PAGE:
FUND Managers are polarized on the long-term impact, but business operations have taken a hit for most
Although fundraising is slowing in the wake of the economic fallout from COVID-19, most alternatives fund managers appear to be staying the course. Preqin surveyed more than 180 fund managers in April to understand the impact of the outbreak on their strategy and operations. Three-quarters do not plan to change their investment strategy for any active funds as a result of the outbreak. What’s more, a significant 90% of managers told us they do not plan to change their valuation method for portfolio companies, either.
(Source: Preqin Fund Manager Survey, April 2020)
Long-Term Impact Is Unclear
- Why are fund managers not taking action amid the disruption? A viable reason could be that they remain unsure whether the market turmoil caused by COVID-19 will have a lasting impact. Indeed, 62% of surveyed fund managers believe their targeted returns will be unaffected, while 16% told us that targeted returns will be “slightly lowered” as a result of the virus.
- We asked fund managers their views on the possible long-term impact. One manager said it depends on the duration of the virus: “If it will be over in a few months, companies could be able to recover a big part of the loss.” They also felt that “if it will last more than six months, many companies could face long-term issues.”
- Altogether, it suggests that fund managers do not yet have enough clarity on the long-term impact of the virus on the alternative assets industry.
Business Operations Are Disrupted
- Where fund managers are aligned is the effect of the virus on their business operations. Travel restrictions and social distancing measures have been implemented by governments around the world since the outbreak began. 69% of fund managers told us that their respective business operations have been negatively impacted as a result.
- While our survey reveals that not all business activities have been affected, several key operations have been adversely impacted. The largest proportions of managers said that fundraising from potential investors (69%), operations at portfolio companies (61%), and deal origination (59%) have been negatively affected.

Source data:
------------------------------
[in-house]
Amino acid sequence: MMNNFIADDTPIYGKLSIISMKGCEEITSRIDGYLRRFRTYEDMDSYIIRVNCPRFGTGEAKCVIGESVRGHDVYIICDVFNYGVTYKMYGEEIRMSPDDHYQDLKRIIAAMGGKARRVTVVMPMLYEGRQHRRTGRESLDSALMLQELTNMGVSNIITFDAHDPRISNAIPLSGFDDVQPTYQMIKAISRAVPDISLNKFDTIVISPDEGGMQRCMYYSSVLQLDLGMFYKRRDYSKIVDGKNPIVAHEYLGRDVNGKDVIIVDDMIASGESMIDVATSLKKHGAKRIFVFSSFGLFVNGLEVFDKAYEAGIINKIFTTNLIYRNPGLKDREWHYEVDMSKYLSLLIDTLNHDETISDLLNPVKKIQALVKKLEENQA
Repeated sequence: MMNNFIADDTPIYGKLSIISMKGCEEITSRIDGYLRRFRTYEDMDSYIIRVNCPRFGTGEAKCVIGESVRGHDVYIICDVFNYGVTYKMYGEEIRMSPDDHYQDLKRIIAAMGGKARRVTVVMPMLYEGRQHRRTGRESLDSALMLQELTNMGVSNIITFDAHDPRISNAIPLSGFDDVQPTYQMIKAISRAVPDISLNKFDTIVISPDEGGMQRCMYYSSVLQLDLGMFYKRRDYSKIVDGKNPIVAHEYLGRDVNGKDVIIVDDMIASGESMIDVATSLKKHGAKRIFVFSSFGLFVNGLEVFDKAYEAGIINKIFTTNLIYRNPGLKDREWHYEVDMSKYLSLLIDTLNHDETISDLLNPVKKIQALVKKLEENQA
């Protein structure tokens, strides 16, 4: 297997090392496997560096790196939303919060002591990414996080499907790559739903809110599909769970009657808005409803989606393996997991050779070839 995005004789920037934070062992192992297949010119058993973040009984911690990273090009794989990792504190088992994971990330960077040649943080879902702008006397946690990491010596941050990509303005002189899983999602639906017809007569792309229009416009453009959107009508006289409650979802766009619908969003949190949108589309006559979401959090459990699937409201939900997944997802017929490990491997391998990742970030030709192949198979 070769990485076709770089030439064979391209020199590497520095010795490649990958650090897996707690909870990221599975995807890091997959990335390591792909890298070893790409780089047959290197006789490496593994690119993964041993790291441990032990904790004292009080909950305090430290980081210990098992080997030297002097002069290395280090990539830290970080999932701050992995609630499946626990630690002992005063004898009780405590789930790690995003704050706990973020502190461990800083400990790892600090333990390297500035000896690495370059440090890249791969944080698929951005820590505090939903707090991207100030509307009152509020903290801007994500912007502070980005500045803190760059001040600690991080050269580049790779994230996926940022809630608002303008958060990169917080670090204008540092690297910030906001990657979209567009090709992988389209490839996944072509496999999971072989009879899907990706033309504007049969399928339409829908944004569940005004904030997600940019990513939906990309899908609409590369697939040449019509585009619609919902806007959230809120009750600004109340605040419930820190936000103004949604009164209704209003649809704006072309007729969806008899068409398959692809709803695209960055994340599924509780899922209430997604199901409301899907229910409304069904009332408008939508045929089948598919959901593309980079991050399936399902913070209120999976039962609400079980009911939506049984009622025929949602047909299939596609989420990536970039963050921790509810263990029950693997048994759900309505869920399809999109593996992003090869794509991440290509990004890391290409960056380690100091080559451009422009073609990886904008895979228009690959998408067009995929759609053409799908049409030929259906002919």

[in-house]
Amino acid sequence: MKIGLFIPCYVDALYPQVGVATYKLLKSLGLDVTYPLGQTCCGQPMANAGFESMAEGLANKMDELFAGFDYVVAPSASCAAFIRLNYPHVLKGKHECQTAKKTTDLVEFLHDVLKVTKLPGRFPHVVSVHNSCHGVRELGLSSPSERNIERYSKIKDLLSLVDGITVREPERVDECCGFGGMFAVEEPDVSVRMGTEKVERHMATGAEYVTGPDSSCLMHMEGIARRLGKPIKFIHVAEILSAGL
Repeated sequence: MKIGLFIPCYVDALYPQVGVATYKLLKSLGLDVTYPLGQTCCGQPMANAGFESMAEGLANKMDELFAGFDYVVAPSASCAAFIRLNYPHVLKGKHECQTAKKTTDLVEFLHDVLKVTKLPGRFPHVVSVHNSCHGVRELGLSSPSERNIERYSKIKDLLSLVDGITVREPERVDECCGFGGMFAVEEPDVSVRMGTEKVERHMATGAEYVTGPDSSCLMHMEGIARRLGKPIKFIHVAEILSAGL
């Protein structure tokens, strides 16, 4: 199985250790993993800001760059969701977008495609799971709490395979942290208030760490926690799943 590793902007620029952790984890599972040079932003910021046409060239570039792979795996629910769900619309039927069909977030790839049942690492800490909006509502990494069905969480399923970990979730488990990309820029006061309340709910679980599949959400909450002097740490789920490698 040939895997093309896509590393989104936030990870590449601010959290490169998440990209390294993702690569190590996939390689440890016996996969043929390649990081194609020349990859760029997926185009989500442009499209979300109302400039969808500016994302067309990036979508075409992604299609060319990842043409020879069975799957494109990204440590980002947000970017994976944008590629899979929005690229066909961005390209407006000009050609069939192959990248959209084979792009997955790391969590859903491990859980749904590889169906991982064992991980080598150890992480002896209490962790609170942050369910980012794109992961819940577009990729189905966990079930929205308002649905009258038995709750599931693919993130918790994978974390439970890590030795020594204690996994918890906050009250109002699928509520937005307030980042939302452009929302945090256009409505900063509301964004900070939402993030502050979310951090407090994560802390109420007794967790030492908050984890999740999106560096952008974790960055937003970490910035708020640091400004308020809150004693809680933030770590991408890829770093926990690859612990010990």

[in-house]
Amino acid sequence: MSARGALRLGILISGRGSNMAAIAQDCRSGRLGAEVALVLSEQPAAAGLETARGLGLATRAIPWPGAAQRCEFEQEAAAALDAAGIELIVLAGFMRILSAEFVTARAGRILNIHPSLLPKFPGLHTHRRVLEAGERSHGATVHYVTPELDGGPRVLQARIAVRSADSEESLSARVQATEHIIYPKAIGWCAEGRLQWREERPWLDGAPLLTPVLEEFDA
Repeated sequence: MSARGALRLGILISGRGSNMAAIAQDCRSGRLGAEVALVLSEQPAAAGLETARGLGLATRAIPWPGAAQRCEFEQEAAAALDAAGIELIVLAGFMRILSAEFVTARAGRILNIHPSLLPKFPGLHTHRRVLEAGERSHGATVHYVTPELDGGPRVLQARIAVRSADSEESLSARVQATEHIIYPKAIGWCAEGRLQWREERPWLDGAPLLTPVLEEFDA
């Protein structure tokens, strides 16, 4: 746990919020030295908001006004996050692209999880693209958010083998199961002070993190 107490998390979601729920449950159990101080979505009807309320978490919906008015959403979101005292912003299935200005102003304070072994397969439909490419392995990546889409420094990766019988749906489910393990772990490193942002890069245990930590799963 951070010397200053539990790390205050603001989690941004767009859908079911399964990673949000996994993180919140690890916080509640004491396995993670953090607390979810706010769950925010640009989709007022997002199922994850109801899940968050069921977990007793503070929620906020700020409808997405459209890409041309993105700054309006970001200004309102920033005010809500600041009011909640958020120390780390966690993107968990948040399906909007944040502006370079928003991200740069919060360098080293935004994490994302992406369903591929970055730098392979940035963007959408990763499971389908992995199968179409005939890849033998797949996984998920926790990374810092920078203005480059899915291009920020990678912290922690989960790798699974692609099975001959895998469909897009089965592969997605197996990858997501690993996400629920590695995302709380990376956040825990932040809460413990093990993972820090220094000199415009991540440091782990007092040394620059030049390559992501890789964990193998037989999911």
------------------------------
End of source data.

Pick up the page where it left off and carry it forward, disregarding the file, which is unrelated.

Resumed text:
- That said, a significant 74% of managers believe that business operations will return to their pre-COVID-19 state within 12 months. And only 3% believe the effect on operations will last beyond two years.
Our PEG Research Team View:
Preqin’s survey data shows that investors and fund managers are thinking long term and continuing to invest in alternative assets. Meanwhile, fund managers were continuing their work of searching for value and opportunity in a challenging environment for returns. We think that investors recognized that diligent fund managers will always have a strong record of delivering superior returns through the cycle, in bad times as well as good times. In fact, some of the very best investments will be those made during the depths of the downturn and in the recovery from it.
Takeaways from the survey:
- Fund managers recognise that returns on their existing portfolios will be reduced as a result of the impact of COVID-19. However, they are not reducing targeted returns for new investments (i.e., there will be attractive investments to be made);
- Fund commitments will slow in 2020. The reasons for this include the difficulty of completing assessment and due diligence without face-to-face meetings, and the Denominator Effect as the rest of the portfolio is revalued downwards;
- Fund managers are bullish about their medium- to long-term plans, with a continued trend toward higher allocations (and if anything, they consider COVID-19 more likely to accelerate this trend than to slow it down);
- Fund managers are actively considering which sectors and industries are most attractive in the new environment (healthcare, logistics, software, distressed debt), and which are less attractive (retail, retail real estate, energy);
- Fund managers are confident that alternative assets will adapt to COVID-19 and will emerge stronger from it.
In other words, yes there is a major short-term impact, but fund managers are thinking long term and continuing to invest in alternative assets.